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Archive for March, 2010

Violence Against Women & Children – Domestic Violence

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There are men in power who just do not get it.  This is evidenced on the judicial bench and in state legislatures.  In particular, the fickle personality of the Maryland General Assembly in respect to domestic violence would be laughable if it wasn’t so dangerous. 

On the one hand – there is evidence that the House and Senate would understand the need for stronger laws dealing with domestic violence.   In her article Abuse Bills Tug at Several Maryland Lawmakers Personally in the Washington Post, March 7, 2009, Rosalind Helderman describes the experiences of senators and delegates who have personally witnessed domestic violence in their homes.  Knowing that there are legislators with first-hand knowledge of the horrendous effect of this violence, it is reasonable to expect that there would be understanding and support for the need for the strongest possible legislation dealing with this issue.  HA!

On the other hand – just one year later, evidence is very clear that there are also legislators who are still mired in the male-centric, antiquated perception that women and children are not to be taken seriously when the topic is domestic violence–even after the woman’s predicted outcome becomes reality.  In her article Maryland’s Roadblock to Helping Victims of Abuse in the Washington Post, March 14, 2010, Eileen King, regional director of Justice for Children’s Washington office, writes about the bill sponsored by Del. Sue Hecht (D-Frederick) which would change the level of evidence needed for the issuance of final orders of protection – from “clear and convincing evidence” to “preponderance of the evidence.”

Ms. King’s article focuses on the black hole known as the Maryland House Judiciary Committee, at least as it relates to bills dealing with violence against women and children, and sexual crimes in particular.  Ms. King focuses primarily on the statements by Del. Luis Simmons [D-District 17].  During the hearing this year when witnesses spoke in support of this new bill, apparently Del. Simmons felt compelled to denigrate a witness by denouncing her credibility when, in 2006, she made statements defending her request for a final order of protection, stating her fear for the safety of her children at the hands of her husband–even though her husband did in fact murder her three children in 2008.  Can anything justify Del. Simmons’ remarks?  Is there anything that can be more repugnant and ludicrous from a state legislator?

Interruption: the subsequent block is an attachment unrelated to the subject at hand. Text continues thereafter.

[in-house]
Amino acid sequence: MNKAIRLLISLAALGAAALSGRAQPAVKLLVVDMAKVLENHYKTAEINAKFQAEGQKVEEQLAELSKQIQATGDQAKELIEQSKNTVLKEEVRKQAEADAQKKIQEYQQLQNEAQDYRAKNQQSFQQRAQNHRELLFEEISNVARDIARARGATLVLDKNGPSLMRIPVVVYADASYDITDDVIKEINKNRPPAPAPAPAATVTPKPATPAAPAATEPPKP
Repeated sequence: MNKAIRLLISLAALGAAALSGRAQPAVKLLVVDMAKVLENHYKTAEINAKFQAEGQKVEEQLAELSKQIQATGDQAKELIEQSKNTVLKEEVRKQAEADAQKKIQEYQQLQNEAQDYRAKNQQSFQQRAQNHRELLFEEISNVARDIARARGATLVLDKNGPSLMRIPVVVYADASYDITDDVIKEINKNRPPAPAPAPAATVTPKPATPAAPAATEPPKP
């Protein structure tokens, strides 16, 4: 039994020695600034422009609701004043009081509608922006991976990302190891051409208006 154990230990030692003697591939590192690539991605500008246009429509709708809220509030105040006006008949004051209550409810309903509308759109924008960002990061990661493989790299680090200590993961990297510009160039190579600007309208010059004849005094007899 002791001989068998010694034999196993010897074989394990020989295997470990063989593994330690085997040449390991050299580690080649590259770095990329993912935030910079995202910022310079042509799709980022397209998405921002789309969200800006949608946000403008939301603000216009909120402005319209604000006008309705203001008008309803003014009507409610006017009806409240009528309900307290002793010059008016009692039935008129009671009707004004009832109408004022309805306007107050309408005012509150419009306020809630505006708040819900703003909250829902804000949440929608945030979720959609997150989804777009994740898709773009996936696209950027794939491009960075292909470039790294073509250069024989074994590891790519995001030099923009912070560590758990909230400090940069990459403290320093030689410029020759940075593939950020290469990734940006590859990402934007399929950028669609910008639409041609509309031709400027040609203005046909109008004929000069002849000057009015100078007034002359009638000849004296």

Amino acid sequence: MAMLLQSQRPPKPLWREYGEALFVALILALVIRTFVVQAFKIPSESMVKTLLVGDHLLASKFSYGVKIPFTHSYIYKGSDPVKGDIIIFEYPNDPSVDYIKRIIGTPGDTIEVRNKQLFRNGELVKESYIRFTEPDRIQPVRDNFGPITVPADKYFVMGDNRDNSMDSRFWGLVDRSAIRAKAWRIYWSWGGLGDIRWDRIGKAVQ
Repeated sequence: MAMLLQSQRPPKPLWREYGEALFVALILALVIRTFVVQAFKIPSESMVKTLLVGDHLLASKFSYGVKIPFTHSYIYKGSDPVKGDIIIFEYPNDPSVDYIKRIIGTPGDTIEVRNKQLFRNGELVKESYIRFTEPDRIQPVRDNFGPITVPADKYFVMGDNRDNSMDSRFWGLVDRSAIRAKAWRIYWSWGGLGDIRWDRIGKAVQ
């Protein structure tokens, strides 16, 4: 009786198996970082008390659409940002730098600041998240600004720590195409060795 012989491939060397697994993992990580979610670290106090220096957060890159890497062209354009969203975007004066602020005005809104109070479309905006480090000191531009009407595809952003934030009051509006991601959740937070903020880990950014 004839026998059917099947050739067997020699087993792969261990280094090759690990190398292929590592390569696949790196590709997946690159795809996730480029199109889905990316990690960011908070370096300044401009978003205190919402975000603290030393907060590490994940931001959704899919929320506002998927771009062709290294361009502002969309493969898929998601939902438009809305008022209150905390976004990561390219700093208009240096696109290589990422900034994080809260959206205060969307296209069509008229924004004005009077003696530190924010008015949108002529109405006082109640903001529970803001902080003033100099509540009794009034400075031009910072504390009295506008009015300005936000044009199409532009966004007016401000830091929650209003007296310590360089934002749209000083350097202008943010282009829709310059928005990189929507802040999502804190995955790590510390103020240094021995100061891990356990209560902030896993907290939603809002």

Unfortunately, the message in the second story is much more common than the first.  It seems that no matter how many members of a state legislature have witnessed first-hand the effect of domestic violence, men in power continue to express obscene and damaging remarks toward victims of this violence.  But Del. Simmons is not an anomaly, nor is this a recent trend in attitudes. 

In 1993, Judge Thomas J. Bollinger handed out a light sentence of probation before judgment to Lawrence Gillette who was guilty of raping an 18-year old employee who passed out from drinking and was put into Mr. Gillette’s bed.  Judge Bollinger described the situation in which Mr. Gillette found himself as a “dream of a lot of men [to find an unconscious woman in his bed].”

In 1994, Judge Robert E. Cahill sentenced Kenneth Peacock to 3 years [with 18 months suspended] for killing his wife hours after finding her in bed with another man.  Judge Cahill made statements that clearly indicated that he could not imagine any man not reacting the same way. 

So, as you can see, the history of powerful men touting the “boys will be boys” attitude as it relates to women has been going on a long time.  Aren’t you tired of this!  I am.

Written by Administrator

March 20th, 2010 at 4:32 pm

Posted in General, Victimization